United Nations: Straining for a solution to Syria's civil war, President Barack Obama today said the US is willing to work with Russia as well as Iran to achieve a "managed transition" to remove Syrian leader Bashar Assad from power.
However, tensions remain high between the US and Russia, Assad's strongest ally. The Syrian leader's future was expected to be a top issue during a rare face-to-face meeting late today between Obama and Russian President Vladimir Putin.
Assad must go, Obama insisted. "We must recognise that there cannot be, after so much bloodshed, so much carnage, a return to the prewar status quo," he declared during his annual address to the United Nations General Assembly.
Putin was to address the UN General Assembly after Obama. He was expected to argue that Assad's military is the most capable force for fighting the Islamic State -- the extremist group with key strongholds in Syria and Iraq -- and therefore needs to be strengthened.
Obama rejected Putin's continued support for Assad, saying that simply arguing that the "alternative is surely worse" is not a solution to a crisis that has killed more than 250,000 people since it began in 2011, led to a flood of refugees and created a vacuum for the Islamic State and other extremist groups.
Despite Obama's staunch opposition to Assad remaining in power, the US has struggled to energize a political process to push him from power. Russia has long been a major obstacle, shielding Assad from UN sanctions and continuing to provide the Syrian government with weapons.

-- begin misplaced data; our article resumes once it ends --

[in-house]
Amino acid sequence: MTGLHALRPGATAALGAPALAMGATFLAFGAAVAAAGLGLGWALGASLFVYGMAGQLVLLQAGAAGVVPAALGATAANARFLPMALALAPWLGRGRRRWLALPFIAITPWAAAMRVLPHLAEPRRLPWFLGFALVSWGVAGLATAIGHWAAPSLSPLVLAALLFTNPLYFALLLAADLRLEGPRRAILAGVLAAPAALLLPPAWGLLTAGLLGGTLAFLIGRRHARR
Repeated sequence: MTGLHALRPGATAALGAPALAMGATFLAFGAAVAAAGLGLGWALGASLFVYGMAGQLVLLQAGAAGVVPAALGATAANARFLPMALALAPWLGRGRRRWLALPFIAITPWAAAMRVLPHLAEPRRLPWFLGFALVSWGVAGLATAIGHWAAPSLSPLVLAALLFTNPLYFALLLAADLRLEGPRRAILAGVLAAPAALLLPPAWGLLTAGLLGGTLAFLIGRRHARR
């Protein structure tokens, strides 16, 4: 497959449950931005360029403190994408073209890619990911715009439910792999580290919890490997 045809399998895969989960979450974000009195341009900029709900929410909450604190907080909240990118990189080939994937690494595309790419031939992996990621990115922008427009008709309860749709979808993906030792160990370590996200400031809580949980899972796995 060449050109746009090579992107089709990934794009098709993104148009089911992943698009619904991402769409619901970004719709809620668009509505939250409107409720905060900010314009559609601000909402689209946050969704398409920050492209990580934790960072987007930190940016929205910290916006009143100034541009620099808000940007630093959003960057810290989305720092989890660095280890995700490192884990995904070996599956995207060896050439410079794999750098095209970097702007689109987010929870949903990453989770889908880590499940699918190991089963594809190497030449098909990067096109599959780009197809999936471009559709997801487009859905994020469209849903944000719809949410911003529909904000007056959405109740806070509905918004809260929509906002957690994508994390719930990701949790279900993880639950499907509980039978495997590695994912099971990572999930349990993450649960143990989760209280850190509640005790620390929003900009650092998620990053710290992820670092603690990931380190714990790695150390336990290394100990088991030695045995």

In fact, Russia has appeared to deepen its support for Assad in recent weeks, sending additional military equipment and troops with the justification that it is helping the government fight the Islamic State.
"There is no other solution to the Syrian crisis than strengthening the effective government structures and rendering them help in fighting terrorism," Putin said in an interview with CBS' "60 Minutes" that aired on the eve of his meeting with Obama.
Obama's 43-minute address -- far longer than the 15 minutes leaders are allocated by the UN -- sought to put the effort for a diplomatic resolution to the Syrian crisis in the context of other global challenges the president has faced during his tenure.
Summing up his approach to vexing problems, he said that while he wouldn't hesitate to use military force when necessary, the world should not be guided by the philosophy that "might makes right."
Seeking to bolster a focus on diplomacy, Obama noted his administration's efforts to restore ties with Cuba after a half-century freeze and the completion of a nuclear accord with Iran. He noted that Russia partnered with the US to achieve the Iran deal.
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